# Expectation value of the angular momentum operator

CanIExplore

## Homework Statement

Hey forum,
I copied the problem from a pdf file and uploaded the image:
http://img232.imageshack.us/img232/6345/problem4.png [Broken]

What is the probability that the measurement of L$$^{2}$$ will yield 2\hbar$$^{2}$$

## Homework Equations

$$\left\langle L^{2} \right\rangle$$ = $$\left\langle \Psi \left| L^{2} \right| \Psi \right\rangle$$
$$L^{2} \Psi \right\rangle$$ = $$\hbar^{2}l(l+1) \Psi \right\rangle$$

## The Attempt at a Solution

So the problem I'm having is with part (b). I know how to calculate the expectation value of L$$^{2}$$. But given a value of the expectation value, I have no idea how to calculate the probability that the expectation value will yield that given value.

Going back to the expectation value of x in a one dimensional potential, I remember that if I wanted to find the expectation value of the particle being outside, say a potential well located between the origin and x=a, my integral would be from a to infinity. but I don't see how to translate that to this case.

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## Answers and Replies

Homework Helper
Gold Member
2021 Award
Assuming that you have done part (a), can you write the given wavefunction as a linear combination of eigenstates of L2? If so, then the absolute value squared of the coefficient of the eigenstate corresponding to L2 = 2 hbar^2 is what you want.

CanIExplore
I see. Thank you, that hint was very helpful. I also have a question for part (c).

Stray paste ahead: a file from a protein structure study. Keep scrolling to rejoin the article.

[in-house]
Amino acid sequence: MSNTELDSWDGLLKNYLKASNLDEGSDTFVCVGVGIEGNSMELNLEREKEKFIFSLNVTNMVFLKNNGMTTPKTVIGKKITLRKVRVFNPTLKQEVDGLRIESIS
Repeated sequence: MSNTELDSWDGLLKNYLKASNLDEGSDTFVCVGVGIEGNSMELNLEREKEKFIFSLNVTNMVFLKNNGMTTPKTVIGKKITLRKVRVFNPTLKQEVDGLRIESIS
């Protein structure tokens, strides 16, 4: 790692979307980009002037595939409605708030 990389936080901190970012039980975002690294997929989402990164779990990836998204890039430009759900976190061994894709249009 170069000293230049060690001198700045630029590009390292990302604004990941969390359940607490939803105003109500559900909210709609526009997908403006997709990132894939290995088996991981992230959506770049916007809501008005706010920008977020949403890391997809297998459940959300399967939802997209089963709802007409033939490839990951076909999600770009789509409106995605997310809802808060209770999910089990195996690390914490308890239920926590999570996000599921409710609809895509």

The eigenvalue equation for L$$_{z}$$ is L$$_{z}$$$$\left|\right \Psi \rangle$$=$$\hbar m \right \Psi \rangle$$. The measurement of L$$_{z}$$ is only zero when m=0, but the given wavefunction is made of two eigenstates in which both have m=0. Does this mean that the measurement of L$$_{z}$$ will always give 0? If this is the case, doesn't this violate the uncertainty principle of the individual angular momentum operators Lx, Ly, and Lz? The uncertainty principle for the observables L$$_{x}$$ and L$$_{y}$$ is proportional to the expectation value of L$$_{z}$$. If the expectation value of L$$_{z}$$ is zero, this would mean that there is no uncertainty in the measurement of Lx, Ly, or Lz. But this cannot be the case because we can't know the angular momenta in each direction simultaneously. Where exactly am I going wrong in my thought process?

sgd37
The Uncertainty principle is not violated since the operators obey [$$L_{i}$$,$$L_{j}$$] = i$$\hbar$$$$\epsilon_{ijk}$$$$L_{k}$$

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